ORANGEVILLE, Ont. – Brian and Philomena Logel have had their century-old farmhouse to themselves for more than a decade, but they can’t wait to once again see it filled with the exuberance of a young family, if only until a more permanent home is found for their Syrian charges.
The Logels had planned on renting a suitable home for the Alhajalis — Emad, his wife Razan, their daughter, Fatma, and son Mohammad — before the family arrives from Jordan, where they are living among some 630,000 other Syrian refugees who have fled their war-torn country.
But word came down Sunday that the Alhajalis had received their exit visas and now they’re heading to Orangeville, Ont., on Dec. 14.
As the retired couple hunt for a three-bedroom apartment for the family in the small town about an hour west of Toronto, they are making arrangements to welcome the Alhajalis into their own home during one of the most hectic times of the year — and introduce them to some of the holiday traditions of their new country.
The Logels’ three children and five grandchildren, themselves frequent visitors to the family homestead located on four hectares outside town, are coming for Christmas, though the Logels recognize the holiday isn’t one their guests celebrate.
Nonetheless, Philomena Logel says, “it’s going to be the most rewarding Christmas of all.”
“For the first time in my life I’m actually going to be making a turkey because it’s going to be big enough for all these extra people,” she says, noting she’s tracked down a halal butcher in the area for the meal.
“We won’t be having ham and bacon for breakfast, though,” she adds with a laugh, since Muslims are barred from eating pork.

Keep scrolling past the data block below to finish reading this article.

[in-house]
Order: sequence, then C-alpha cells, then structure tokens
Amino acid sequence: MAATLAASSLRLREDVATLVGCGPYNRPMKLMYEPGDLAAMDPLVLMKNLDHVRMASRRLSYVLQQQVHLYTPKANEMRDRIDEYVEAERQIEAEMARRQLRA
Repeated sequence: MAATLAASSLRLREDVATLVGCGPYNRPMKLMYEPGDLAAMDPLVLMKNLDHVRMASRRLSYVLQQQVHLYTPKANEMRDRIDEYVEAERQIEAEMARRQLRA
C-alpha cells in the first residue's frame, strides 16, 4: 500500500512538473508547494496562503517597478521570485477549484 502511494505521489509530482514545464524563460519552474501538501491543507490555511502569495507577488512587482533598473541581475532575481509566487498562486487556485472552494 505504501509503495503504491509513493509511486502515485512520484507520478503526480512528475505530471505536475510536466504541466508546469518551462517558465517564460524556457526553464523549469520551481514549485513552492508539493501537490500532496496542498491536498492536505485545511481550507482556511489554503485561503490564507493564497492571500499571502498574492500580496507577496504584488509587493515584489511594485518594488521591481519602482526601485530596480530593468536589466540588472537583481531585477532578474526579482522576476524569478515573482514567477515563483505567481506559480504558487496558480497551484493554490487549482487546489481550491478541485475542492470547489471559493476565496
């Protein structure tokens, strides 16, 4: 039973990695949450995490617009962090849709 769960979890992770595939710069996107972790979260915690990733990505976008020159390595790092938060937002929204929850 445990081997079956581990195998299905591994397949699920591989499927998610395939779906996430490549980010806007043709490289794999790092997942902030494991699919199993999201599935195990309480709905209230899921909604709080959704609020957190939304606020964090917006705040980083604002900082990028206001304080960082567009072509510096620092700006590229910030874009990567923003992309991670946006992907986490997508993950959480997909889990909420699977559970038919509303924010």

Food is among the dozens of items on the Logels’ checklist as they and other sponsoring families strive to make the Alhajalis’ arrival as smooth as possible.
The Logels, who retired in 2013 after running a private school, are part of a group co-sponsoring the Alhajalis with their local United Church. They are working through the Anglican United Refugee Alliance, one of several organizations that have deals with the federal government to allow them to sponsor refugees from lists provided by the United Nations.
While thousands of kilometres away in Jordan, the Alhajalis are fretting about learning English and finding work in Canada, the Logels are busy stockpiling donated furniture, drawing up lists of traditional Syrian pantry staples to fill their cupboards and charting routes to the nearest ESL centres.
Razan is trained as a nurse and midwife, so Brian Logel has reached out to the local midwife association, hoping they can help her get her credentials recognized. Doctors involved in the sponsorship program are lining up health insurance cards. Another doctor, a Muslim woman, has also agreed to take on the family as patients.
The couple is already thinking of giving the Alhajali children skating lessons when their property freezes over, and swimming lessons in their pool.